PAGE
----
The cruise port of Newport is a tender port, which means cruise ships have to anchor off the shore and transfer passengers to the dock in a comfortable tender boat. The ride on the tender boat will take about 15 to 20 minutes and is a pretty boat ride; you can even see Rose Island Lighthouse along the way. We drop you off right by Perotti Park, which is located in the center of town, making it an easy walk to Thames Street.
You’ll get information in a day or two leading up to the Newport port of call on when your time to get off the ship will be, depending on when your shore excursion is departing or when your stateroom class is able to get off. Sometimes there will be a ticket you’ll need to get in advance to get off the ship and it’s first come, first serve (for those not doing a shore excursion) so make sure you listen to when that will be so you can pick up a ticket number right away.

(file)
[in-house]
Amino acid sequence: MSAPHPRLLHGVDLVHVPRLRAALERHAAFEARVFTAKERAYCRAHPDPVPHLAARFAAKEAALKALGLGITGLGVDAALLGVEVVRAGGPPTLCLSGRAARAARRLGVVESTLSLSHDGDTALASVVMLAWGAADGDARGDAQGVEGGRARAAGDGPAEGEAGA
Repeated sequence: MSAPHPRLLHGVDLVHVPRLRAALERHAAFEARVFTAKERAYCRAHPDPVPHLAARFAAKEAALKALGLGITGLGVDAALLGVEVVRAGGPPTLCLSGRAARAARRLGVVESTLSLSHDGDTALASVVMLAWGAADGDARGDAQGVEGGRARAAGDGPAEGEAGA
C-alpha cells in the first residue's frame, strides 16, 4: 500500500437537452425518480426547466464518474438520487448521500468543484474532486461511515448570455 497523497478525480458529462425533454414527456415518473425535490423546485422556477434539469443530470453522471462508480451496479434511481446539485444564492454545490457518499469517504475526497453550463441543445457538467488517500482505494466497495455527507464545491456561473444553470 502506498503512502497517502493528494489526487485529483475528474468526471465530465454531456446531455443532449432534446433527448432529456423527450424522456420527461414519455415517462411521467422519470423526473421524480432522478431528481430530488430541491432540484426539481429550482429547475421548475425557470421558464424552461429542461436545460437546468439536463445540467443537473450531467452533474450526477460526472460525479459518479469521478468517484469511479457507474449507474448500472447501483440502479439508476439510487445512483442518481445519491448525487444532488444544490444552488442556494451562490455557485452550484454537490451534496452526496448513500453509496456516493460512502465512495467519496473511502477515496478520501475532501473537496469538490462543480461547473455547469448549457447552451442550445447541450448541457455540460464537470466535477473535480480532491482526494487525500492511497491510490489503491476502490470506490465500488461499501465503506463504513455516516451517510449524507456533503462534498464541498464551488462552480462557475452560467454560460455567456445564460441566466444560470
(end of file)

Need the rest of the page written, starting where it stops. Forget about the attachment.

Once you get off the tender boat in Newport, there are not many facilities in the pier, though there are restrooms and a Visitor Information Center located right next to it.
Taxis aren’t often waiting right outside the Newport cruise port. Instead, walk downtown to find one more easily.
The yellow line of the local trolley service will take you to many of the main things to see in Newport, including Cliff Walk and the Newport mansions along Bellevue Avenue.
If you want to do some shopping while in Newport cruise port, Thames Street is the place to do it. The street is 1.5 miles long and is full of historic buildings housing a variety of stores, restaurants and bars.
For a lot of shopping all in one place, head to Brick Market at the top of Thames Street. You’ll find 25 shops situated within a fabulous open-air market designed by the famous architect Peter Harrison.
On a cruise to Newport, Rhode Island, you’ll want to have U.S. dollars on hand since that is the accepted currency in Newport (and the rest of Rhode Island). You’ll be able to find ATMs dispensing U.S. dollars in Newport’s downtown area.
Tipping in Newport is very common, especially in restaurants, bars, and taxis. A common tip amount for restaurants, taxis, and most other services is 15% to 20% of the total bill amount.